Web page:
Chocolate Dipping Sauce
I grew up eating churros plain, but I knew some people would want a chocolate dip to pair with them so I created my own take on it. I used a Korean instant coffee mix to add to my chocolate sauce for a sweet coffee flavor. It only takes a few minutes to make and its delicious with the churros!
I recommend making this sauce after you have made all the churros. It only takes a few minutes and it should be served right away, otherwise you will have to keep it on very low heat until ready to serve.
You can find these at any Korean supermarket and most Asian markets. I love these instant coffee packets- they taste so good and I use them all the time just for my morning coffee. If you want to make this chocolate sauce but can’t find the instant coffee, you can purchase a box of 20 sticks right here.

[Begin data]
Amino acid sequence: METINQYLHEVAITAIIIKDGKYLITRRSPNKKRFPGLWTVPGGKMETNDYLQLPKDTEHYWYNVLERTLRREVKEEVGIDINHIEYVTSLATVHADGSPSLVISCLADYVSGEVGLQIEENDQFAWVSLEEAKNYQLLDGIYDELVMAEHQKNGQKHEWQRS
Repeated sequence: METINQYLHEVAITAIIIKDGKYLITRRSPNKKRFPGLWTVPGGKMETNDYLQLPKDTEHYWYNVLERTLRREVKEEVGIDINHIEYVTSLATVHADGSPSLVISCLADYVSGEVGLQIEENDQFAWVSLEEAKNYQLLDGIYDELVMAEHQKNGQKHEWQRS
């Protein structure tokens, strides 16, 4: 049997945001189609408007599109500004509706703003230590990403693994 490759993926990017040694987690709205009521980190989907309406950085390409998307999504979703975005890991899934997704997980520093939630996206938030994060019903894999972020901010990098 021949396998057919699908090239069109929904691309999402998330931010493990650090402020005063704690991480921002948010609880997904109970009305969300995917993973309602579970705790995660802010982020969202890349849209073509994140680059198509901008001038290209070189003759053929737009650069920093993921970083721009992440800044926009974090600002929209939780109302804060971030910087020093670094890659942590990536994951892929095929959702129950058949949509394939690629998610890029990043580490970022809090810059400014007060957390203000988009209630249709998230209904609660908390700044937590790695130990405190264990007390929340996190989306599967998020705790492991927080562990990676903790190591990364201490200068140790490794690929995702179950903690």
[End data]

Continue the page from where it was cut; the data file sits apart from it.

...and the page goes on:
This post may contain affiliate links to products that I use myself and recommend. I am not sponsored by these brands, but I do make a small commission from purchases made through these links.
- Heavy duty piping bag link in instructions
- 1M star tip (Wilton) link in instructions
- Candy thermometer link in instructions
- oil for frying canola or vegetable
- 1 cup water
- 1 cup flour
- 1 tbsp sugar
- 1 tbsp canola or vegetable oil
- 1/2 tsp salt
- 1/2 tsp vanilla extract optional
- 1/2 cup granulated sugar
- 1 tsp cinnamon
Chocolate Coffee Dip
- 1/2 cup heavy whipping cream
- 1 packet Maxim Mocha Gold Instant Coffee
- 2 oz dark chocolate
- pinch of salt
- Fill a pot with enough oil to fry the churros (about 3 inches high) and pre heat it to 360 degrees Fahrenheit. I use a Taylor Precision candy thermometer for this.
- In a small saucepan: mix together water, oil, sugar, and salt. Bring to a boil then turn off the heat when the sugar is fully dissolved. Let it cool for 1 minute.
- Add the vanilla extract and mix.